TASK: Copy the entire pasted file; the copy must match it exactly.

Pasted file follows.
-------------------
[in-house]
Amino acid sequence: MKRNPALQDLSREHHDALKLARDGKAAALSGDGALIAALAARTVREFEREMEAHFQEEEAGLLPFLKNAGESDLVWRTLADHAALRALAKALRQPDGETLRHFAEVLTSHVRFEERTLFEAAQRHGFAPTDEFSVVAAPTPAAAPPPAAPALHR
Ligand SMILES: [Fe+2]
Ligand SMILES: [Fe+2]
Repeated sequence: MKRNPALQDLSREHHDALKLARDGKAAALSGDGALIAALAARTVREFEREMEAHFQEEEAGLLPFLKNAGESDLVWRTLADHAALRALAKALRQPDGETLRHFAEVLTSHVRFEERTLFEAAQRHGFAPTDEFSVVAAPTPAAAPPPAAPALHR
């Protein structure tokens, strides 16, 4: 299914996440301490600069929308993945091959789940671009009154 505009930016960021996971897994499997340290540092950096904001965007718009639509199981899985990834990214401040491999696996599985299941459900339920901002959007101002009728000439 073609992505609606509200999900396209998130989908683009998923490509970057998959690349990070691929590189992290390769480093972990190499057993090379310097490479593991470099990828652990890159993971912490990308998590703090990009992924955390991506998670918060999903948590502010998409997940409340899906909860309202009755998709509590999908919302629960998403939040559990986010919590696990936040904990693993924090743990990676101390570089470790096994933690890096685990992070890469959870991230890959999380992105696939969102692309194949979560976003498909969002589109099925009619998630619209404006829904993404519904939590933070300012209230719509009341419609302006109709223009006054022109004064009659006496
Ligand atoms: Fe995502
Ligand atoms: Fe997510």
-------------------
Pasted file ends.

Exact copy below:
[in-house]
Amino acid sequence: MKRNPALQDLSREHHDALKLARDGKAAALSGDGALIAALAARTVREFEREMEAHFQEEEAGLLPFLKNAGESDLVWRTLADHAALRALAKALRQPDGETLRHFAEVLTSHVRFEERTLFEAAQRHGFAPTDEFSVVAAPTPAAAPPPAAPALHR
Ligand SMILES: [Fe+2]
Ligand SMILES: [Fe+2]
Repeated sequence: MKRNPALQDLSREHHDALKLARDGKAAALSGDGALIAALAARTVREFEREMEAHFQEEEAGLLPFLKNAGESDLVWRTLADHAALRALAKALRQPDGETLRHFAEVLTSHVRFEERTLFEAAQRHGFAPTDEFSVVAAPTPAAAPPPAAPALHR
């Protein structure tokens, strides 16, 4: 299914996440301490600069929308993945091959789940671009009154 505009930016960021996971897994499997340290540092950096904001965007718009639509199981899985990834990214401040491999696996599985299941459900339920901002959007101002009728000439 073609992505609606509200999900396209998130989908683009998923490509970057998959690349990070691929590189992290390769480093972990190499057993090379310097490479593991470099990828652990890159993971912490990308998590703090990009992924955390991506998670918060999903948590502010998409997940409340899906909860309202009755998709509590999908919302629960998403939040559990986010919590696990936040904990693993924090743990990676101390570089470790096994933690890096685990992070890469959870991230890959999380992105696939969102692309194949979560976003498909969002589109099925009619998630619209404006829904993404519904939590933070300012209230719509009341419609302006109709223009006054022109004064009659006496
Ligand atoms: Fe995502
Ligand atoms: Fe997510």